Peritraumatic dissociation as a mediator of peritraumatic distress and PTSD: a retrospective, cross-sectional study.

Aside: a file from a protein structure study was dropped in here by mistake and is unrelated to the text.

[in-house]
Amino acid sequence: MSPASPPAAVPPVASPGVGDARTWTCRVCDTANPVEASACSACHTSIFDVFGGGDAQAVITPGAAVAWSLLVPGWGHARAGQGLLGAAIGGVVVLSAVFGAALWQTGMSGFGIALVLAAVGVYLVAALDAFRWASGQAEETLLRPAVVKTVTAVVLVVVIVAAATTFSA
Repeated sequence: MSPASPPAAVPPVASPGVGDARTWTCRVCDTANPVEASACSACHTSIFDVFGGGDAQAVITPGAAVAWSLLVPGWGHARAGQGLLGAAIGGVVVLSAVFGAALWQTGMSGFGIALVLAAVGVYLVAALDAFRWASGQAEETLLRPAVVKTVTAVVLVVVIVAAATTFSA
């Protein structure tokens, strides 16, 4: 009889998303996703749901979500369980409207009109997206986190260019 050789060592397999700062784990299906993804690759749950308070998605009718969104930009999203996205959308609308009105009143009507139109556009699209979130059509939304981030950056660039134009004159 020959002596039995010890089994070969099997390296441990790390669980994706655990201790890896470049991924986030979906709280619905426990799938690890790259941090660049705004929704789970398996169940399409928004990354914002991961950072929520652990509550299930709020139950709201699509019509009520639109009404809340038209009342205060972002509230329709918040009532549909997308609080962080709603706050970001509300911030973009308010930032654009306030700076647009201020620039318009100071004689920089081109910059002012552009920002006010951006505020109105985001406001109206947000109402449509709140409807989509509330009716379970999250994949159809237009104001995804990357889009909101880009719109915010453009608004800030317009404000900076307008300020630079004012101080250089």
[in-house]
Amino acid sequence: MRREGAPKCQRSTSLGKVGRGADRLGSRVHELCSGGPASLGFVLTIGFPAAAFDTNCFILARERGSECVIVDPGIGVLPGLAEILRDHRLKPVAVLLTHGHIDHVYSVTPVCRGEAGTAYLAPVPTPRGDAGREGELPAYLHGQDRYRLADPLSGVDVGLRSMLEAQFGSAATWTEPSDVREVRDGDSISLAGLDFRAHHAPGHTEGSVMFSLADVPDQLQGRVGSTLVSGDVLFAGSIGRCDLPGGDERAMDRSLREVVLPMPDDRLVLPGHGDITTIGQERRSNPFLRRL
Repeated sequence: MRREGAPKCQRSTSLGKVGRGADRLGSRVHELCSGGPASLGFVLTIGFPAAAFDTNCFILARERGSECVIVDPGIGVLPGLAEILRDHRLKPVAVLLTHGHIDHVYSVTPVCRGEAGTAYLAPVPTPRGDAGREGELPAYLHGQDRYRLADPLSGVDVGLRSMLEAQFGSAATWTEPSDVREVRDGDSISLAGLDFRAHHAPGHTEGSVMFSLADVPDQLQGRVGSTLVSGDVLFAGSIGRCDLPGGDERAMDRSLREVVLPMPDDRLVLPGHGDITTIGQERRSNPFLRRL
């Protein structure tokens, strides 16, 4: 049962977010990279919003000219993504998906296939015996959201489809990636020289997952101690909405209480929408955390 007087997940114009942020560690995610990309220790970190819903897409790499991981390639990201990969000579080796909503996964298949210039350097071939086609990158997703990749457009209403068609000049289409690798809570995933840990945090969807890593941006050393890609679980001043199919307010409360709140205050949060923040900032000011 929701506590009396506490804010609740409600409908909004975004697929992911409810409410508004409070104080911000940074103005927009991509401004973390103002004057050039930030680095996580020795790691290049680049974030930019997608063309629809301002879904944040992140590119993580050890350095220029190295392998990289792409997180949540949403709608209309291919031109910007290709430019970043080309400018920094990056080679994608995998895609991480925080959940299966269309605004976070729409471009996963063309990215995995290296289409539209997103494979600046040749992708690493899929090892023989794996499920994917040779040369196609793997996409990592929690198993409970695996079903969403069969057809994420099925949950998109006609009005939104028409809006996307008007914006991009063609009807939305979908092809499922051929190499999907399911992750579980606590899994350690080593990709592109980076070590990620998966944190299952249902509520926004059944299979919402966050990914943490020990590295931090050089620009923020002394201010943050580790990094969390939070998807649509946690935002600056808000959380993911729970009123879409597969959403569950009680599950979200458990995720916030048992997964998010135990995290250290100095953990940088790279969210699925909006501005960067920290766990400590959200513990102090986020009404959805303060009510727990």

ABSTRACT The objective of the present article was to examine the mediational significance of peritraumatic dissociation in the relationship between peritraumatic distress and posttraumatic stress disorder (PTSD). A total of 71 individuals with spinal cord injuries completed interviews and questionnaires measuring PTSD symptomatology, peritraumatic dissociation, and peritraumatic distress. Peritraumatic dissociation was found to partially mediate the relationship between peritraumatic distress and PTSD symptomatology. These findings provide support for the hypothesis that peritraumatic distress and peritraumatic dissociation significantly impact PTSD severity. The findings also support the hypothesis that peritraumatic dissociation is provoked by peritraumatic distress. The results further indicate that although peritraumatic dissociation seems to be a significant risk factor for PTSD, it is not necessary for the development of PTSD; the presence of peritraumatic distress may be sufficient. These findings highlight the importance of investigating peritraumatic reactions after a traumatic event in order to identify individuals at risk for developing PTSD. Such a practice may help prevent the development of chronic conditions.